By Ivan Mwine
The Ministry of Health has warned that people who smoke tobacco are most likely to succumb to the deadly Coronavirus (COVID-19) virus.
This was revealed Monday by the Permanent Secretary of Ministry of Health Dr Diana Atwine, who was addressing the press as the country commemorated the World No Tobacco Day.
Dr Atwine said that; “Today is World No Tobacco Day, and it is held under the theme ‘Commit to quit.'”
She noted that; “The theme is aimed at encouraging smokers to quit, raise awareness about why they must quit, and to celebrate those who have managed to stop the bad habit.”
Atwine revealed that; “Evidence has shown that smokers are more likely to develop severe COVID-19 compared to non-smokers. Quitting smoking is one of the most important actions people can take to improve their health regardless of their age or how long they have been smoking.”
The health expert cautioned that quitting smoking is one of the most important actions people can take to improve their health regardless of their age or how long they have been smoking.
According to Atwine; “Tobacco is dangerous in all its forms and there are no safe levels of tobacco use, don’t be deceived by e-cigarettes or other novel tobacco products, they are equally dangerous.”
She went on to explain that; “Our tobacco control interventions we have implemented in the past years have been able to bring down the prevalence of tobacco use among young people aged 13 to 15 years from 17% in 2013 to 11% in 2018. (GYTS report 2018).”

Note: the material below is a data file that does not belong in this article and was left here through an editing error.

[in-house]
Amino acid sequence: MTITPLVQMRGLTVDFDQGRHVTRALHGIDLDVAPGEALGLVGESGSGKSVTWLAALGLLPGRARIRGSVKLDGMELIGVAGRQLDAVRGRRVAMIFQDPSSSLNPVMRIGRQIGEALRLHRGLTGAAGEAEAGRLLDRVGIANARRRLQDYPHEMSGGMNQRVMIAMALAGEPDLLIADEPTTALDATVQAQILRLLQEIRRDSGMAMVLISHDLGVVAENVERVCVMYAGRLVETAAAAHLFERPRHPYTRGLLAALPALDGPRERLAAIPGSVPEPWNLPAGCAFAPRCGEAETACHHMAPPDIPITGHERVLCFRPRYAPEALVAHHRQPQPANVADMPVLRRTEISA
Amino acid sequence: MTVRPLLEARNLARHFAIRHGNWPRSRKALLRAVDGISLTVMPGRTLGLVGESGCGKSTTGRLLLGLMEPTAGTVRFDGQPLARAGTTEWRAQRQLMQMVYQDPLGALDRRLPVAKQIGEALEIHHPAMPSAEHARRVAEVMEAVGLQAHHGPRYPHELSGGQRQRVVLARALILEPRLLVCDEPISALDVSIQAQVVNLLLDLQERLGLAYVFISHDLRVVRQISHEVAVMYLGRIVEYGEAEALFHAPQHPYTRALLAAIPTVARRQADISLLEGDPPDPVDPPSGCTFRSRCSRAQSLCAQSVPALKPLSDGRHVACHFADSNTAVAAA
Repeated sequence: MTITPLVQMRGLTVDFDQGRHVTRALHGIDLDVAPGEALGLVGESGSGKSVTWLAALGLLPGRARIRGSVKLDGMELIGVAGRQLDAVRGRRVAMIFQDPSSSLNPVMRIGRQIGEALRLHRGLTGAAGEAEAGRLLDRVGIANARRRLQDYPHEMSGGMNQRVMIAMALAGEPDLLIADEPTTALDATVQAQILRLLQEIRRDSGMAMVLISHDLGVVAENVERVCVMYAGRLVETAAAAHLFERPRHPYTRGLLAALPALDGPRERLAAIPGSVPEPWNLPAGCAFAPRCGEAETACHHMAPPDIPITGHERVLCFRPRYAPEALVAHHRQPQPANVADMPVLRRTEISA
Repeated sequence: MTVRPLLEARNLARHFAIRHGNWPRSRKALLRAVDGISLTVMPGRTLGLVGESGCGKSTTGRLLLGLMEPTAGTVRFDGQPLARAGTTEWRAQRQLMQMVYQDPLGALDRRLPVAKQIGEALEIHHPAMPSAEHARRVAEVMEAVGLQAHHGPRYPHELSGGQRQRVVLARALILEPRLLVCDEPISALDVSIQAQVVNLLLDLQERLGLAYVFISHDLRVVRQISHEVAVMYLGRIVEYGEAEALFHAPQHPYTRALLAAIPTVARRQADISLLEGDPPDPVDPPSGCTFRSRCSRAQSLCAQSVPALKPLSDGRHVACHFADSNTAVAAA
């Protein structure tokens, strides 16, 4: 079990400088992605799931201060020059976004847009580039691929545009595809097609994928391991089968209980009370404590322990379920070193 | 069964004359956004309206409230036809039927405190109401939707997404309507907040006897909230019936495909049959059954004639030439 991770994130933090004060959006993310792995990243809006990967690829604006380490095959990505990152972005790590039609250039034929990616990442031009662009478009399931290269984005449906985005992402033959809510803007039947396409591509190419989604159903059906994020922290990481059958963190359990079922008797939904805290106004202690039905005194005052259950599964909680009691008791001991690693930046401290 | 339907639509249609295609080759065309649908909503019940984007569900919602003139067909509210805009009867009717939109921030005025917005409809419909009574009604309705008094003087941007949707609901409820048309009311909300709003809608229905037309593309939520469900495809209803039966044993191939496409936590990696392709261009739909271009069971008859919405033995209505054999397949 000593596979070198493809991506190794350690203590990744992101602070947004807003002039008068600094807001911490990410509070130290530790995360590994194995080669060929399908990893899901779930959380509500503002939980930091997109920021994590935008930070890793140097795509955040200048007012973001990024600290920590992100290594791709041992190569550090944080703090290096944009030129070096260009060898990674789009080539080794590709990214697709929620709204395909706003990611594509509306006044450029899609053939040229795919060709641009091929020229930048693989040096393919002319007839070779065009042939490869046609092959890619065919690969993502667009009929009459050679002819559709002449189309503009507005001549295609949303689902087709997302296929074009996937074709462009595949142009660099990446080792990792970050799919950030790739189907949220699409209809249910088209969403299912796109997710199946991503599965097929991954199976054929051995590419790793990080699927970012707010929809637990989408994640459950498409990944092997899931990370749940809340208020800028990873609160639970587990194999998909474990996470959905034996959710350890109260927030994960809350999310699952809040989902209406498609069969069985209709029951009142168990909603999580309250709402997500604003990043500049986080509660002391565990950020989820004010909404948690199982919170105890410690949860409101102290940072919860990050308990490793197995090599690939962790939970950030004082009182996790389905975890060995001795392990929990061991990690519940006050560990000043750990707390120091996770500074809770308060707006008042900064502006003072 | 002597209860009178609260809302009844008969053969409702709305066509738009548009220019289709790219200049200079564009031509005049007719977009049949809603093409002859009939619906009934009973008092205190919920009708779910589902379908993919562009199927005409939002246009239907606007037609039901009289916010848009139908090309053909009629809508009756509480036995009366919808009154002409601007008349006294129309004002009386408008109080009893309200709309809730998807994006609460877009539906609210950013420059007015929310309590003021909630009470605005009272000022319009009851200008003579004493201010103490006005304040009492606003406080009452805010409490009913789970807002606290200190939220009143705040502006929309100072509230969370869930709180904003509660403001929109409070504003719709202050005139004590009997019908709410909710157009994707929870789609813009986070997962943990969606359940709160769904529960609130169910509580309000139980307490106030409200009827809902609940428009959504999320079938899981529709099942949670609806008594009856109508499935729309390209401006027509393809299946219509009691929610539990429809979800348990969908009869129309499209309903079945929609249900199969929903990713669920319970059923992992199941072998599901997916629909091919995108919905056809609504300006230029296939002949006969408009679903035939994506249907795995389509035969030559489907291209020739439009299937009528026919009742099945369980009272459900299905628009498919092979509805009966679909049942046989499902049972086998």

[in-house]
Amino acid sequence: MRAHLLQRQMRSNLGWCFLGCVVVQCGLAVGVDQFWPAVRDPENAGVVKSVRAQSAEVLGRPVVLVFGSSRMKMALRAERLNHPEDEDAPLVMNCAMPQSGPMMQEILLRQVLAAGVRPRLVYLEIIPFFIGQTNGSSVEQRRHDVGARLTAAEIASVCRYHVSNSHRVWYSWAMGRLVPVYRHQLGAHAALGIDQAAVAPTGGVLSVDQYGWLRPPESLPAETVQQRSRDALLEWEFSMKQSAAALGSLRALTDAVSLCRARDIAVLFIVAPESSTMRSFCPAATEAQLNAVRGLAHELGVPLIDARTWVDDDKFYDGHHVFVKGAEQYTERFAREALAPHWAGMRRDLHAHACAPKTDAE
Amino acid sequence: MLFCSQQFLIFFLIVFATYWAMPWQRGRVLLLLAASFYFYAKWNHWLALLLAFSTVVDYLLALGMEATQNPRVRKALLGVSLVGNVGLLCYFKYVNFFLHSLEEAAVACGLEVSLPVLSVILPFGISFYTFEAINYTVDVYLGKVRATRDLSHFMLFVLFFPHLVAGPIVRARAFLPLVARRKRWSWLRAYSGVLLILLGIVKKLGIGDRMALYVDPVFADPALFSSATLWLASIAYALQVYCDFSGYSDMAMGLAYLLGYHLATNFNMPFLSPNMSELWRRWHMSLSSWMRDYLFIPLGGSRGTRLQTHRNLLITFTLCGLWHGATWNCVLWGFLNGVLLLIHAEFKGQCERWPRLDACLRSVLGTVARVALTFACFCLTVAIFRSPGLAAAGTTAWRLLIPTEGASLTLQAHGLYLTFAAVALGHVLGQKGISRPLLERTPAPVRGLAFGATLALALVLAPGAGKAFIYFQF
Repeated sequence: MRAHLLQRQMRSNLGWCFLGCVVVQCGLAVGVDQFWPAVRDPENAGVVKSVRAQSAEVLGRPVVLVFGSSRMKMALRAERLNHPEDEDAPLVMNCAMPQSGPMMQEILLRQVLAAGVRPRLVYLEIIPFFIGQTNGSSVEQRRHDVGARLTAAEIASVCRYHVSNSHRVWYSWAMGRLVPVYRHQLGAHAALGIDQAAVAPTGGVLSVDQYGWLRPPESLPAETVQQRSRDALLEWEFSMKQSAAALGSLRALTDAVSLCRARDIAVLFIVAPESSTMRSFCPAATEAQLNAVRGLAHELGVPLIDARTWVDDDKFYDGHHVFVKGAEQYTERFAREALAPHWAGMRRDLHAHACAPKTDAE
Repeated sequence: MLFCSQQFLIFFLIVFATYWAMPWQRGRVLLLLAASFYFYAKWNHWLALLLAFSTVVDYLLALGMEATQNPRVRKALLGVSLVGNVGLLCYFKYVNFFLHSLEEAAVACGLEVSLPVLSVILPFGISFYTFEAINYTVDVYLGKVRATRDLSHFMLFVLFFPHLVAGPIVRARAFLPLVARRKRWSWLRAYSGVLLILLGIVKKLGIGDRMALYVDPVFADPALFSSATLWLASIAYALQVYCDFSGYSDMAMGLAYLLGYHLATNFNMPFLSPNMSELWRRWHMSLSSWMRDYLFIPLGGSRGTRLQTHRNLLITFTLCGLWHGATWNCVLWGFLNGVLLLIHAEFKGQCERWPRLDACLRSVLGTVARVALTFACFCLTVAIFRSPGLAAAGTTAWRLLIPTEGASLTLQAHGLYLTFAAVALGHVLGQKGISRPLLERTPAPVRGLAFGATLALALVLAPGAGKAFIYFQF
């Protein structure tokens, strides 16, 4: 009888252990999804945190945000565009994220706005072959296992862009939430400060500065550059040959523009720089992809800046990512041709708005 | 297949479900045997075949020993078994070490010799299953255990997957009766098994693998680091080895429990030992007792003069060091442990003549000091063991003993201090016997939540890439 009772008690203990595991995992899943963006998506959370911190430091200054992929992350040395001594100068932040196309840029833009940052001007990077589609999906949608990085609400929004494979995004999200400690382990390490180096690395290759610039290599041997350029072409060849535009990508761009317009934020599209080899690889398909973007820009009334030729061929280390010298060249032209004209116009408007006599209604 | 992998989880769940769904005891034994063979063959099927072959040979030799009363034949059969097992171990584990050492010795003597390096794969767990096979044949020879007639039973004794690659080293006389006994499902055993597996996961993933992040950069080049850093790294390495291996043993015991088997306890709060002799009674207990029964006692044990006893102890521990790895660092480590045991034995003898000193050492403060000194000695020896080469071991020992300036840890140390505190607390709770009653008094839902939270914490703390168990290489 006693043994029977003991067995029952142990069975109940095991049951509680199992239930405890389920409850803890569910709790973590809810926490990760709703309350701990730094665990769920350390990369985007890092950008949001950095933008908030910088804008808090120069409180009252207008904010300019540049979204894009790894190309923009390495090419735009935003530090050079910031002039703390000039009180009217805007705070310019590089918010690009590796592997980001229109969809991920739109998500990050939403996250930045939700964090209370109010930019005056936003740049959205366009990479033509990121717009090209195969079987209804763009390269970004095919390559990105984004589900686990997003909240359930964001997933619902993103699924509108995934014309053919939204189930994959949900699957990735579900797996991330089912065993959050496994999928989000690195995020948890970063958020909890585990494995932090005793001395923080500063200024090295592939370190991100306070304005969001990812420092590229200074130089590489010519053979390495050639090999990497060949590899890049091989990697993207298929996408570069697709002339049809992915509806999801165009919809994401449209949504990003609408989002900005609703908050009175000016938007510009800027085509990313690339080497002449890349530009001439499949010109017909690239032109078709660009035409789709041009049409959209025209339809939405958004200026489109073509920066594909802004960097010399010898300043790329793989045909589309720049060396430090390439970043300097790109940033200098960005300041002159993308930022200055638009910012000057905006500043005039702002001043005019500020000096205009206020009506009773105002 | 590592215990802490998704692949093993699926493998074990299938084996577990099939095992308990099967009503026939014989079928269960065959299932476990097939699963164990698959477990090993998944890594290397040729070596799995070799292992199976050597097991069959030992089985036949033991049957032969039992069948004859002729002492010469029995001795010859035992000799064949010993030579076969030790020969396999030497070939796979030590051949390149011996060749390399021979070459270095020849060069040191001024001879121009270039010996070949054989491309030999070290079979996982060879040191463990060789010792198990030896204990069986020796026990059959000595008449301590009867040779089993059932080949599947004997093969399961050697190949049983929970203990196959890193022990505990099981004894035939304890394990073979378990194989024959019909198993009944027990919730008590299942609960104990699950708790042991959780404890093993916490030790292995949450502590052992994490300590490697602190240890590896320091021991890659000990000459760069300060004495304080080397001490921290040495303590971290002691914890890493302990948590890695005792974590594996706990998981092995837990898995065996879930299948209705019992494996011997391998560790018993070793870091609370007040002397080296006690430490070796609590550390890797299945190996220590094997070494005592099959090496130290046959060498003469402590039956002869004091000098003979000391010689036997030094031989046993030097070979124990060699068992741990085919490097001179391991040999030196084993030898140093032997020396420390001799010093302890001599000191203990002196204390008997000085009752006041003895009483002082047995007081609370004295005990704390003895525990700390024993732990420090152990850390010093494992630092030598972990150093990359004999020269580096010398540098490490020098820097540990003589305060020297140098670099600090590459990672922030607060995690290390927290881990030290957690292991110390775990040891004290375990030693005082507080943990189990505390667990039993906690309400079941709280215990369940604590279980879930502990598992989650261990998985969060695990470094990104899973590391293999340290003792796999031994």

Atwine cautioned that Uganda has over 1.5 million smokers, of which majority are below 45 years of age.
“Tobacco use is a risk factor for the 4 major Non-Communicable Diseases (NCDs); this means that these people will be suffering from one or more NCDs in the next 1-5 years,” she warned.
The World No Tobacco Day is an annual celebration that informs the public about the dangers of using tobacco, the business practices of tobacco companies, what WHO is doing to fight the tobacco epidemic, and what people around the world can do to claim their right to health and healthy living and to protect future generations.
The Member States of the World Health Organization created World No Tobacco Day in 1987 to draw global attention to the tobacco epidemic and the preventable death and disease it causes.
In 1987, the World Health Assembly passed Resolution WHA40.38, calling for 7 April 1988 to be a “a world no-smoking day.”
In 1988, Resolution WHA42.19 was passed, calling for the celebration of World No Tobacco Day, every year on 31 May.